After the terrorist attacks of 9/11, the city discovered there were some shortcomings in the communication networks of first responders. Ten years later, Council Members Peter Vallone (D-Astoria), chair of the Public Safety Committee, and Elizabeth Crowley (D-Middle Village), chair of the Fire and Criminal Justice Committee, held a Council oversight hearing to determine how the city improved.
“Our city—particularly our subway system, tunnels and landmarked high-rises—remain top targets for terrorists,” Crowley said. “The Mayor’s administration needs to make sure that our emergency responders are able to effectively communicate in these high risk target areas.”
Crowley said she was concerned about a lack of radio coverage in the city’s subways and high-rise buildings. Further, Crowley questioned why the NYPD has yet to update its radios to “Ultra-High Frequency” bands to help eliminate disturbances in communications.
Crowley is also concerned about reports that showed difficulties in communicating between high-rise buildings and remote command centers. The FDNY still faces problems when attempting to establish a line of command between firefighters and command centers in buildings taller than 75 feet.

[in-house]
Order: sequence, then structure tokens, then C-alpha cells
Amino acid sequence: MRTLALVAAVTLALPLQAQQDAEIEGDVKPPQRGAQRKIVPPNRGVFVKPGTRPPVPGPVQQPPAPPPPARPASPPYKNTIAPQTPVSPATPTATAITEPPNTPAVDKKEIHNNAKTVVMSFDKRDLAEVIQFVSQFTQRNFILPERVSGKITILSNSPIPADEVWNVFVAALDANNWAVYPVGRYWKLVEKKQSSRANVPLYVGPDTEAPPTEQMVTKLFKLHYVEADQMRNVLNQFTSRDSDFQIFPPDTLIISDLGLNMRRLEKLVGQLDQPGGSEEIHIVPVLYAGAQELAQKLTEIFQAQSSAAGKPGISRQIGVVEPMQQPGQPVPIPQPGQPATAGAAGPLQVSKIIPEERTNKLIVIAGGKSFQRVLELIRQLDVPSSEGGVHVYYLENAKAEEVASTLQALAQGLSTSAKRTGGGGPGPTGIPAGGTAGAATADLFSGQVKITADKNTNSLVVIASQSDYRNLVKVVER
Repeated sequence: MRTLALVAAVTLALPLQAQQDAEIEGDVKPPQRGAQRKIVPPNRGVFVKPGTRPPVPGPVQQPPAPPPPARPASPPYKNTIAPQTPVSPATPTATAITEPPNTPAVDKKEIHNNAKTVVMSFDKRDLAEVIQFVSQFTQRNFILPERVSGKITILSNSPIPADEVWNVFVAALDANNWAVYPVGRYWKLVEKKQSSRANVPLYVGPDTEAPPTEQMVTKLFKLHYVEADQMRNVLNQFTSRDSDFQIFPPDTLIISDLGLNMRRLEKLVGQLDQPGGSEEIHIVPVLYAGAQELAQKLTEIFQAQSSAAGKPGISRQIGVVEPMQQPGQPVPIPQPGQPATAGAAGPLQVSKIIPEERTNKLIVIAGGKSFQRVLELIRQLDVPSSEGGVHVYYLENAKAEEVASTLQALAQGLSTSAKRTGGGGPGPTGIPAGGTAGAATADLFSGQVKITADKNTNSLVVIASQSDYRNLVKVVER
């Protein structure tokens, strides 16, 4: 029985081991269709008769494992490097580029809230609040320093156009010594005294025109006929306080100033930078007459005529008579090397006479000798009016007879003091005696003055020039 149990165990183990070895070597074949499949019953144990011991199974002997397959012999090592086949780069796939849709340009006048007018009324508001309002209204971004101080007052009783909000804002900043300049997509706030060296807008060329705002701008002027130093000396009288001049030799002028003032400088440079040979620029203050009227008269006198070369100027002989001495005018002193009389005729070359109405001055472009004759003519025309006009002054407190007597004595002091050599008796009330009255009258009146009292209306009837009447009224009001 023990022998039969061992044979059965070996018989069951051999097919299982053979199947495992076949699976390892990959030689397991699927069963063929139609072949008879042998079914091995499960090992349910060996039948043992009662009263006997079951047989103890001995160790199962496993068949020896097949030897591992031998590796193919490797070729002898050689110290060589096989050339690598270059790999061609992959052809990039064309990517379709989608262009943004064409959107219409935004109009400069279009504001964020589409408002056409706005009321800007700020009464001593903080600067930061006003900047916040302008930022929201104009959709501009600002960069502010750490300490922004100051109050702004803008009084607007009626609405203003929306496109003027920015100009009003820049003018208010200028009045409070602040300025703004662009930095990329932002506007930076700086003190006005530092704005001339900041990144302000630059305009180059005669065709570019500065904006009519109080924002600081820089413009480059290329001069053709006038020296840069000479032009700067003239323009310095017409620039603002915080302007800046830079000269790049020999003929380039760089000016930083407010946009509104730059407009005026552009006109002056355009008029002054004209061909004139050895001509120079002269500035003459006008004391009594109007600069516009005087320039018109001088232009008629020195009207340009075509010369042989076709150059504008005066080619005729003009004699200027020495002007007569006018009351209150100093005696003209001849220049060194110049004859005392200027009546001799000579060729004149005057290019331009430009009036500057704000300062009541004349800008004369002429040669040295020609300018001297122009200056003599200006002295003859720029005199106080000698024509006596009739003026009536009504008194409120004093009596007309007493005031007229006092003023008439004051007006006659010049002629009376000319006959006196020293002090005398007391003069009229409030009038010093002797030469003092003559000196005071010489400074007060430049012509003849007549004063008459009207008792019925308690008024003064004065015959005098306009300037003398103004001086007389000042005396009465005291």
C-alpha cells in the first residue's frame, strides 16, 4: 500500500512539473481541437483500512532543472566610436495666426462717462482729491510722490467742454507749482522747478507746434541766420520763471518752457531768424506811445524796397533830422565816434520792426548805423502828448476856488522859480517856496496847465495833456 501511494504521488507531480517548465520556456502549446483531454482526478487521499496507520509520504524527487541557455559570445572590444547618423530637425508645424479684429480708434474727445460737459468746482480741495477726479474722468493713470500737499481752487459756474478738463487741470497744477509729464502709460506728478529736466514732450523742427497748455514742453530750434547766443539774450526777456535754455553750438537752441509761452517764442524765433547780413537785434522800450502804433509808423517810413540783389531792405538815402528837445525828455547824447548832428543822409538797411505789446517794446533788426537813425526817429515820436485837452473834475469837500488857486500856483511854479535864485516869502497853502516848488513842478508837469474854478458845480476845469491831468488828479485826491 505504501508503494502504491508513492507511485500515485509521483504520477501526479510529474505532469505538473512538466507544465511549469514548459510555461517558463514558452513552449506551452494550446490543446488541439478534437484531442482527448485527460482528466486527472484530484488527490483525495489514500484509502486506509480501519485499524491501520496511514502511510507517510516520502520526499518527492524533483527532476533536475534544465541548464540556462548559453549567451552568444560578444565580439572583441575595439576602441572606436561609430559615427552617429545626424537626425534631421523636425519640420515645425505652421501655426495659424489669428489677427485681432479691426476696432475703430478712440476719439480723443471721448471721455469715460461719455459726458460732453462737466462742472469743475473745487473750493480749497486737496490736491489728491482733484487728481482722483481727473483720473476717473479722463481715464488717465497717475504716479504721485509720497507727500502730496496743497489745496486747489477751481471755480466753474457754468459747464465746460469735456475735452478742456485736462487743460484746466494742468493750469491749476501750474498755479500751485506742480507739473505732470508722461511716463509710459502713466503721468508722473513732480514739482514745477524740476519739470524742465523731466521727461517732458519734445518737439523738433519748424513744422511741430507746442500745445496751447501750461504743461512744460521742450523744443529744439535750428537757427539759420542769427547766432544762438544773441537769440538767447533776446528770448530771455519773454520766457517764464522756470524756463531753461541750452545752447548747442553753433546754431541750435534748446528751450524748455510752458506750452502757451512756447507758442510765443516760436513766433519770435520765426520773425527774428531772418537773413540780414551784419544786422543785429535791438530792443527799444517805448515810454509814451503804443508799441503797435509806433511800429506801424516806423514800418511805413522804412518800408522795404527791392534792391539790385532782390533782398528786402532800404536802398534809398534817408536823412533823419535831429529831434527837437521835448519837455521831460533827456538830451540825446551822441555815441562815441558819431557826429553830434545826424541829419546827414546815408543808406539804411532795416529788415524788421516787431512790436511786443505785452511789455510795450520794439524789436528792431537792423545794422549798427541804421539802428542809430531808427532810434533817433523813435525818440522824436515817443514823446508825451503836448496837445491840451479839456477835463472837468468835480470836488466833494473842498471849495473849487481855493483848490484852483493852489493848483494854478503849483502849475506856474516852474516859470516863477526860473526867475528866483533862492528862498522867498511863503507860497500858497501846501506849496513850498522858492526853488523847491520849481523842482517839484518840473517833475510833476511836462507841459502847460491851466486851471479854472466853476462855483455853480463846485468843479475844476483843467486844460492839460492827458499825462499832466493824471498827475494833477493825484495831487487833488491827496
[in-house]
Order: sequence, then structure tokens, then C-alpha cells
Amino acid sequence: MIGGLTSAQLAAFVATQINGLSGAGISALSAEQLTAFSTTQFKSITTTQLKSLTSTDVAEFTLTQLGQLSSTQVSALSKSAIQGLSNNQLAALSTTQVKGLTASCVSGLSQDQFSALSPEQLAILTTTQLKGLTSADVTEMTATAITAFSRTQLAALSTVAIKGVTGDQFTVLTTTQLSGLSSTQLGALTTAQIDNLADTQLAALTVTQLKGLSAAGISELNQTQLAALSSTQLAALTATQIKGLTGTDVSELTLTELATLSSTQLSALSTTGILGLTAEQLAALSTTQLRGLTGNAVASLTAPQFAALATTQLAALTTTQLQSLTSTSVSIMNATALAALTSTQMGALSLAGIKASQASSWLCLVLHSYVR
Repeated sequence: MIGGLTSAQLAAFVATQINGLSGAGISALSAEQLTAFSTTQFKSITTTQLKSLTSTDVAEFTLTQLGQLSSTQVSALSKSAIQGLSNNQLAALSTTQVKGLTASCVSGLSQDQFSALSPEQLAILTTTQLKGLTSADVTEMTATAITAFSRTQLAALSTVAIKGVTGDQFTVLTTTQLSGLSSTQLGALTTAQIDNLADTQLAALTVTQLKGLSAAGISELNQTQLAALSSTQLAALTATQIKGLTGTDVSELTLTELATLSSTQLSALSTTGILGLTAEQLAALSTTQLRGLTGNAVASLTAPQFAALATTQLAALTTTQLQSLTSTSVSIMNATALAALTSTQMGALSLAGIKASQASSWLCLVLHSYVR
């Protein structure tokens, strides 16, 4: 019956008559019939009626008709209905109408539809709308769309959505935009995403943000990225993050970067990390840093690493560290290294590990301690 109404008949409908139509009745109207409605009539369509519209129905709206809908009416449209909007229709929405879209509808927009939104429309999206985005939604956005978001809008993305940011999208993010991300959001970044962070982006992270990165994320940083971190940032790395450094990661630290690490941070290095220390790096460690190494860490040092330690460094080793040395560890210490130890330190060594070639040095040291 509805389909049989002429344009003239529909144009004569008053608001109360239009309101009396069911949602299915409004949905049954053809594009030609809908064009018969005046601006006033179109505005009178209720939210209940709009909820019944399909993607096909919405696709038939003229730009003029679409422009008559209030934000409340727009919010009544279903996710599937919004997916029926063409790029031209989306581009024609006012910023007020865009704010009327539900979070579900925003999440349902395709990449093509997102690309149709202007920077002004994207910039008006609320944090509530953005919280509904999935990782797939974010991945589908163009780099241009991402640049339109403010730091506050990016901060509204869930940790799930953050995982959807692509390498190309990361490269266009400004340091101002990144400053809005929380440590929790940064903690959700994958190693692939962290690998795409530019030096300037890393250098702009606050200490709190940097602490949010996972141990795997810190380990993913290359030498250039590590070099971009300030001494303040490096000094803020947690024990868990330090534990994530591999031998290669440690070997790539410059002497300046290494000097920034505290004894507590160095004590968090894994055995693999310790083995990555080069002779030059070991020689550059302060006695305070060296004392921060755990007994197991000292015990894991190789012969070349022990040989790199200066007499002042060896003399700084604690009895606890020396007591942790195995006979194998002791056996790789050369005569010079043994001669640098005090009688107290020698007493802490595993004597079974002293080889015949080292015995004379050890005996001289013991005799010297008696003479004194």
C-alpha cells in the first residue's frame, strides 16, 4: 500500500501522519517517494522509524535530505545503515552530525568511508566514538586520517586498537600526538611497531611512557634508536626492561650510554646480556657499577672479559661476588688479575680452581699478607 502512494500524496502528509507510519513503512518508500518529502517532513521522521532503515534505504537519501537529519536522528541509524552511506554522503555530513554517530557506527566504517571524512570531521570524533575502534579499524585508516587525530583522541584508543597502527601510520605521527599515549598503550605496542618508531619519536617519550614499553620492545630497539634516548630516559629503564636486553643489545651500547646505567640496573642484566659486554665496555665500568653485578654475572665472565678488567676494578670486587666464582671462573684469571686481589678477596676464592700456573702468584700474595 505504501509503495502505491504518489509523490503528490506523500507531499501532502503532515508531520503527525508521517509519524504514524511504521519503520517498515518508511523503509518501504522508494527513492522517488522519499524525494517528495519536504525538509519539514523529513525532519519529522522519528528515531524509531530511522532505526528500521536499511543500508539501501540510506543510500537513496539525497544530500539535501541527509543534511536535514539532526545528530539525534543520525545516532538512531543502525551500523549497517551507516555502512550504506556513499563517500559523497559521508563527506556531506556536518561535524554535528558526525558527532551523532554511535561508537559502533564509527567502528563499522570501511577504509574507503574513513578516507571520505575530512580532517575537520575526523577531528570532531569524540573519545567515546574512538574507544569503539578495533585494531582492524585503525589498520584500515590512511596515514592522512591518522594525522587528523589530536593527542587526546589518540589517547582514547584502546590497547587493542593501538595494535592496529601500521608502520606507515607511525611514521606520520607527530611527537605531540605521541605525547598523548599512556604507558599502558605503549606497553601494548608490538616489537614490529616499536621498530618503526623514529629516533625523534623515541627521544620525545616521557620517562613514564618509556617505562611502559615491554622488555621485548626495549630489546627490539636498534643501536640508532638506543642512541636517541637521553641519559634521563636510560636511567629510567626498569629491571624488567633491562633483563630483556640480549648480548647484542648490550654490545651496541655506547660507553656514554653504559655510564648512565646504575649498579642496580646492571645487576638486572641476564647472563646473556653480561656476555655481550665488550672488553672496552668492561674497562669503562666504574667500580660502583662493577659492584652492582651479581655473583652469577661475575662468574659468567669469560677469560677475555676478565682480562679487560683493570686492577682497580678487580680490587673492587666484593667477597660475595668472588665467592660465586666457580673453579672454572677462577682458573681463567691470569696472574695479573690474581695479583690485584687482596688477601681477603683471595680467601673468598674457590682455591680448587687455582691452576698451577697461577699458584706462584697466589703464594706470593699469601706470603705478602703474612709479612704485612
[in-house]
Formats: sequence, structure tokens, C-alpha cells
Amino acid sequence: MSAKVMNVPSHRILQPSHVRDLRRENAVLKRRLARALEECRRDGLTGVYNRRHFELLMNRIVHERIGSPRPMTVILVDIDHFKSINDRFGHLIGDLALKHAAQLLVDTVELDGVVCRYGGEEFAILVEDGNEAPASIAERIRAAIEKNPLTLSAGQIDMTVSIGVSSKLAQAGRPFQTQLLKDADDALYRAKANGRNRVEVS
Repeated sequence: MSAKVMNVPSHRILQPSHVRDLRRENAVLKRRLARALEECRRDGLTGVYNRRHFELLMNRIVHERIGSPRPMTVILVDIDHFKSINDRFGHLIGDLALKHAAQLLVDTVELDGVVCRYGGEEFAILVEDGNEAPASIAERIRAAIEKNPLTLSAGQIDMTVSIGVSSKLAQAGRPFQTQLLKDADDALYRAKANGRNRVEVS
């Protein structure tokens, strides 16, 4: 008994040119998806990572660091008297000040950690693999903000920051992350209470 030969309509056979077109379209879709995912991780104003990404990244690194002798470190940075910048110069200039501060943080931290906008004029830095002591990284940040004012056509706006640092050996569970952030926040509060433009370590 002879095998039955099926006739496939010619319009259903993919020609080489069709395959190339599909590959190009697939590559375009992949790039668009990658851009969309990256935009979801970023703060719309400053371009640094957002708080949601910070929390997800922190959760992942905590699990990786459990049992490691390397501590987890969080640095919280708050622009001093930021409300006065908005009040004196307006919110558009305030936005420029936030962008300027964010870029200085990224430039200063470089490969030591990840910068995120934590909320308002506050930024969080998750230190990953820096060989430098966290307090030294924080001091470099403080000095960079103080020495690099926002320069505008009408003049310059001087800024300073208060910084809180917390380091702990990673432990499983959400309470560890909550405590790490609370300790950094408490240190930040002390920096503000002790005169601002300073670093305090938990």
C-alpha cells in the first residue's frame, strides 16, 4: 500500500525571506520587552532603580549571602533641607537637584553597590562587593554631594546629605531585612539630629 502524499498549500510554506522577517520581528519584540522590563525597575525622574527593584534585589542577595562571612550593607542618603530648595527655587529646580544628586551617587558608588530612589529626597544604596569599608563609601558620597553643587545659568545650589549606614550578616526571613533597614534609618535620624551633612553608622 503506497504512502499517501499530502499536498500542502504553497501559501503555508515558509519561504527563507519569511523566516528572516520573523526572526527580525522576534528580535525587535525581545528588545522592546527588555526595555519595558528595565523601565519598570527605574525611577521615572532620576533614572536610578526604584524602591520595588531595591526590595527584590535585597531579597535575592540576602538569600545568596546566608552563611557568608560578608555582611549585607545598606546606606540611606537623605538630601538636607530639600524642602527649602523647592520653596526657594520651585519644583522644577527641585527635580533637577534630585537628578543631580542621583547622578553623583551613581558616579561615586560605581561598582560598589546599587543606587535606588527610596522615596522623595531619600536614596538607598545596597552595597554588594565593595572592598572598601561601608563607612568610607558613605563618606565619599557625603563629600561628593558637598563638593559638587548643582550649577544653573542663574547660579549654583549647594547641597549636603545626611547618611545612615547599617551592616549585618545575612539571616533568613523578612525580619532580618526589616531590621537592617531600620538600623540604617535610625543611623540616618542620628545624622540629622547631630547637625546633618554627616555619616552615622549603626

Vallone criticized the city Wireless Information Network (NYCWiN) launched in 2006 to provide state-of-the-art information to first responders. He says it has not met some of its basic goals such as allowing police officers to access photos of suspects from patrol cars or the ability for the FDNY to download building floor plans when responding to a fire.
“Our city has made significant progress in first responder communication since September 11,” Vallone said. We are much safer, and have clear goals for future improvement. However, new challenges continue to surface and older problems ranging from communication in subway tunnels to the lack of a backup 911 center still exist.”